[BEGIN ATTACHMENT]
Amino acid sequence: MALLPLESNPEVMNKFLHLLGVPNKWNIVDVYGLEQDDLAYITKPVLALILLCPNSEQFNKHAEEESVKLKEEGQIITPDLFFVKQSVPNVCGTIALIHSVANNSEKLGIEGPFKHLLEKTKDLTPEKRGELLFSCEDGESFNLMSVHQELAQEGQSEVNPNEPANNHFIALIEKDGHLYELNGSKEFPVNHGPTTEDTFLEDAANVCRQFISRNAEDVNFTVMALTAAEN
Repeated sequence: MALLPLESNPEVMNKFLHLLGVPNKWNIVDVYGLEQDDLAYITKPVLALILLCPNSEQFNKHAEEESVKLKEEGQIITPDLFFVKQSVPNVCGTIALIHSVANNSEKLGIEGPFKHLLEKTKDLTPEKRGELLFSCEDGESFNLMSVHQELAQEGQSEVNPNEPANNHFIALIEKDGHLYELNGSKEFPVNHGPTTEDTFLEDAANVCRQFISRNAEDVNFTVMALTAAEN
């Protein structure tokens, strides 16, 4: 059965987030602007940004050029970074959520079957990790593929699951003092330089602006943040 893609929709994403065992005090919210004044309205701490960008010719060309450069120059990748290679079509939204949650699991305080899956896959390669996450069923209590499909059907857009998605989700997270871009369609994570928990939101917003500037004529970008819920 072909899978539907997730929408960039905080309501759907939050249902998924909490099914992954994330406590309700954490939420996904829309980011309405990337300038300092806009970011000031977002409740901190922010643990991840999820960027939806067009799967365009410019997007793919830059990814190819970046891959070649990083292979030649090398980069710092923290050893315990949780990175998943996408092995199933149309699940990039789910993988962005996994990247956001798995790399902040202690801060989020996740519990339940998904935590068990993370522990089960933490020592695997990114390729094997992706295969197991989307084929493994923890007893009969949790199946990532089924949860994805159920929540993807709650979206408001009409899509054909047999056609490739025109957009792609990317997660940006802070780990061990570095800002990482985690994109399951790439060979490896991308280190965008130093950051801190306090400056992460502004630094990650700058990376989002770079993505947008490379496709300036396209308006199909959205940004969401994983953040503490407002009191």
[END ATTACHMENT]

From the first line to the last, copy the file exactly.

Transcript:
Amino acid sequence: MALLPLESNPEVMNKFLHLLGVPNKWNIVDVYGLEQDDLAYITKPVLALILLCPNSEQFNKHAEEESVKLKEEGQIITPDLFFVKQSVPNVCGTIALIHSVANNSEKLGIEGPFKHLLEKTKDLTPEKRGELLFSCEDGESFNLMSVHQELAQEGQSEVNPNEPANNHFIALIEKDGHLYELNGSKEFPVNHGPTTEDTFLEDAANVCRQFISRNAEDVNFTVMALTAAEN
Repeated sequence: MALLPLESNPEVMNKFLHLLGVPNKWNIVDVYGLEQDDLAYITKPVLALILLCPNSEQFNKHAEEESVKLKEEGQIITPDLFFVKQSVPNVCGTIALIHSVANNSEKLGIEGPFKHLLEKTKDLTPEKRGELLFSCEDGESFNLMSVHQELAQEGQSEVNPNEPANNHFIALIEKDGHLYELNGSKEFPVNHGPTTEDTFLEDAANVCRQFISRNAEDVNFTVMALTAAEN
């Protein structure tokens, strides 16, 4: 059965987030602007940004050029970074959520079957990790593929699951003092330089602006943040 893609929709994403065992005090919210004044309205701490960008010719060309450069120059990748290679079509939204949650699991305080899956896959390669996450069923209590499909059907857009998605989700997270871009369609994570928990939101917003500037004529970008819920 072909899978539907997730929408960039905080309501759907939050249902998924909490099914992954994330406590309700954490939420996904829309980011309405990337300038300092806009970011000031977002409740901190922010643990991840999820960027939806067009799967365009410019997007793919830059990814190819970046891959070649990083292979030649090398980069710092923290050893315990949780990175998943996408092995199933149309699940990039789910993988962005996994990247956001798995790399902040202690801060989020996740519990339940998904935590068990993370522990089960933490020592695997990114390729094997992706295969197991989307084929493994923890007893009969949790199946990532089924949860994805159920929540993807709650979206408001009409899509054909047999056609490739025109957009792609990317997660940006802070780990061990570095800002990482985690994109399951790439060979490896991308280190965008130093950051801190306090400056992460502004630094990650700058990376989002770079993505947008490379496709300036396209308006199909959205940004969401994983953040503490407002009191």